The exhibition also shows that, in addition to the heavily contrived work we think of as Surrealist photography, it was the first photographic movement to seriously focus on what we now term 'vernacular' photography. It subverted the distinction between 'high' and 'low' art - although from a French intellectual point of view, which is quite a distinction in itself.
The final part of the exhibition, Surrealism Put to Good Use, focuses on vernacular photography, in this case how sophisticated images by artists such as Man Ray and Dora Maar were absorbed back into mainstream photography when they were used in advertising, fashion, and even industrial contexts. Some of Man Ray's finest Surreal photographs were made for a luxury promotional portfolio, Electricite (1931), for the company supplying electricity to Paris, and many other Surrealist photographs were made not for exhibition but for the printed page, either in the form of artist's photobooks - another first for Surrealism - or the press, including 'house' magazines such as Minotaure and La Revolution Surrealiste.
As is necessary in any Surrealist exhibition, the journals, illustrated albums, photobooks, notebooks, manifestos, and maquettes (including one for Bellmer's Les Jeux de la Poupee) are therefore very much in evidence, and repay careful attention. That, together with the various film screenings throughout, makes this a demanding but rewarding show.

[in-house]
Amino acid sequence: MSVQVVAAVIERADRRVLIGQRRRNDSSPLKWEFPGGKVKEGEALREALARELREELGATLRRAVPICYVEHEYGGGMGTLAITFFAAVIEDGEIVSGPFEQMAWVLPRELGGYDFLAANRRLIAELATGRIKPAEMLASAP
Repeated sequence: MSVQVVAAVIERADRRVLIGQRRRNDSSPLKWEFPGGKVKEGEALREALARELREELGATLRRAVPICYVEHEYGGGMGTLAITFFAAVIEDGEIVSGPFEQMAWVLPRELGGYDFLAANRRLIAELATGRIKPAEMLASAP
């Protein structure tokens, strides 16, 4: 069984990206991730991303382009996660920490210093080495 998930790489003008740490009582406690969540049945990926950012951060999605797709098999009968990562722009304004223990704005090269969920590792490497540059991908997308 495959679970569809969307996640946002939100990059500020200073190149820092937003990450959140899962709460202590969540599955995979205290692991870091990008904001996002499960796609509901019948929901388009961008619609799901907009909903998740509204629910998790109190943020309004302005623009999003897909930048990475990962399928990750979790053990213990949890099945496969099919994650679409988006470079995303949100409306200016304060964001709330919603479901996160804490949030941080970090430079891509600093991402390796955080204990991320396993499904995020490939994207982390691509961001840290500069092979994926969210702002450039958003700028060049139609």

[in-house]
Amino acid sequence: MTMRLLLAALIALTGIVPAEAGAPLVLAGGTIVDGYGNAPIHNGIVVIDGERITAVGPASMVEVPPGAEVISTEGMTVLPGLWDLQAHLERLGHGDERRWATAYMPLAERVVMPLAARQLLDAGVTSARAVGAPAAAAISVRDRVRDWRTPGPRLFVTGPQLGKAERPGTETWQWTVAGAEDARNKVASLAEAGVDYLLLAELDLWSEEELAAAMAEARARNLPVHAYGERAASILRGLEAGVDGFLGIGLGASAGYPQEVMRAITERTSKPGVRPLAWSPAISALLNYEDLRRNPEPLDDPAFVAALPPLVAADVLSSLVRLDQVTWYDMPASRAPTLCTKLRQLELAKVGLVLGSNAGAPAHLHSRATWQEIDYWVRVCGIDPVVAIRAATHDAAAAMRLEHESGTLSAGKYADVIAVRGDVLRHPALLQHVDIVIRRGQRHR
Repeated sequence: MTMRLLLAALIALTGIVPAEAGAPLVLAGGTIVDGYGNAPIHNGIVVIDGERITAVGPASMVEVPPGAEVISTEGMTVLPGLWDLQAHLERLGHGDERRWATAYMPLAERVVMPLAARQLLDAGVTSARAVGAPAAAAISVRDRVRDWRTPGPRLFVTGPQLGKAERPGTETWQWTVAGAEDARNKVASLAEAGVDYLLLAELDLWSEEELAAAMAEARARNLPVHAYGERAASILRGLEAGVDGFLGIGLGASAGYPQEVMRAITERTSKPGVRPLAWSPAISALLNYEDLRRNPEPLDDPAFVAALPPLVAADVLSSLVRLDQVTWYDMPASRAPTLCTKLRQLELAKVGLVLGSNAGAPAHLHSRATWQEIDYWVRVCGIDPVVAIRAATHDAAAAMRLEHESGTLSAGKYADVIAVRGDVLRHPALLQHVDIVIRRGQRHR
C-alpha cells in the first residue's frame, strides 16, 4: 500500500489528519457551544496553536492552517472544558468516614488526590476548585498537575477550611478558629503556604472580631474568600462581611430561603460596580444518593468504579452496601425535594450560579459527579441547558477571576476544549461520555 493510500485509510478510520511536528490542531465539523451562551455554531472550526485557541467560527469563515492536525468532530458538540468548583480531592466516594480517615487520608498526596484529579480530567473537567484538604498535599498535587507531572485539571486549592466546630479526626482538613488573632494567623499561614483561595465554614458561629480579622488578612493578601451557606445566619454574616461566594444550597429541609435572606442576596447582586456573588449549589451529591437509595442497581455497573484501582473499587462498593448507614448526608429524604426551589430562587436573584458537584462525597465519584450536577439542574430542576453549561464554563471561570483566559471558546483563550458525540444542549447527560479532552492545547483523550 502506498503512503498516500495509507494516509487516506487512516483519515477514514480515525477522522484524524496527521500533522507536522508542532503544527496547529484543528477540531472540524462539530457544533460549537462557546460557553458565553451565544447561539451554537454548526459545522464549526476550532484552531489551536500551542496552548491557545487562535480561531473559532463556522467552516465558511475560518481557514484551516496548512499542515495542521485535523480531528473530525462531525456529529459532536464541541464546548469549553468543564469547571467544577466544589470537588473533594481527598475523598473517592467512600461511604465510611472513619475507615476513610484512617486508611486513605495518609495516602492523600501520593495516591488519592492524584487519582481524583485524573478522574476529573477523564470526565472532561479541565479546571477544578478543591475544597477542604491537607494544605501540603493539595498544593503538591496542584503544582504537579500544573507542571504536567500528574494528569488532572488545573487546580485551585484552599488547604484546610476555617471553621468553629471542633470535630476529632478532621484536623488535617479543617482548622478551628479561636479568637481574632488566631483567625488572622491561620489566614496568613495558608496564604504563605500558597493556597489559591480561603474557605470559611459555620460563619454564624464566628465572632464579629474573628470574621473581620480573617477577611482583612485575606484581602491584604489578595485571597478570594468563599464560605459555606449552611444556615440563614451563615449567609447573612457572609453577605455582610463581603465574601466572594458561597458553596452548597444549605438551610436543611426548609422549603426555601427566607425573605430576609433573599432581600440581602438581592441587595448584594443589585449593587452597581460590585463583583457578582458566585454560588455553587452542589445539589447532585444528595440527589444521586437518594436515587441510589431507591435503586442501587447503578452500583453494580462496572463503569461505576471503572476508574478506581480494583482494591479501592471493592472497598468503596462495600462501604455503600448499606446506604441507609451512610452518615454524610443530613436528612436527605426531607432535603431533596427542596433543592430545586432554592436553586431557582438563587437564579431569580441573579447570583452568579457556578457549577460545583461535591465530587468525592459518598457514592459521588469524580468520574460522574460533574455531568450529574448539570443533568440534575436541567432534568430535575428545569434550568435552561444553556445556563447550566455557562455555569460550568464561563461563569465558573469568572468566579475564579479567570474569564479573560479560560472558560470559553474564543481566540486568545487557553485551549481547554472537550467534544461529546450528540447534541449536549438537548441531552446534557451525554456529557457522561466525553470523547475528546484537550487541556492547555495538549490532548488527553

It's also racy - Surrealist expression focused heavily upon the sexual. A cigar was often not just a cigar, and it was not an art movement for the prudish. Even so, the Pompidou felt it necessary to screen Man Ray's 'experimental' film, Two Women, behind a curtain and a warning. The film, featuring two young women going at it hot and heavy (so I was told, the area was so crowded I didn't see it), brings me to the one aspect of the exhibition I could criticise. For all its comprehensiveness there is little discussion of what many feel is a somewhat misogynistic art movement - perhaps not surprising as the curators were all male and there is no catalogue essay by a woman.
That notwithstanding this is a truly inspiring exhibition, and the catalogue has deservedly just won the Prix Nadar. It is in French, unfortunately, but even if you don't speak the language the copious illustrations make it a must-have for anyone with the slightest interest in Surrealism. Or for that matter, for anyone who professes a serious interest in photography and wants to know the source of much contemporary photographic expression, from vernacular to advertising to art photography, from straight documentary to the most heavily manipulated.
La Subversion des Images: Surrealisme, photographie, film moves on to the Fotomuseum Winterthur from 27 February-23 May, and from there to the Mapfre Foundation in Madrid from 16 June-12 September. A catalogue of the show is published by Editions du Centre Pompidou (ISBN: 978-2-84426-390-2), priced EUR45.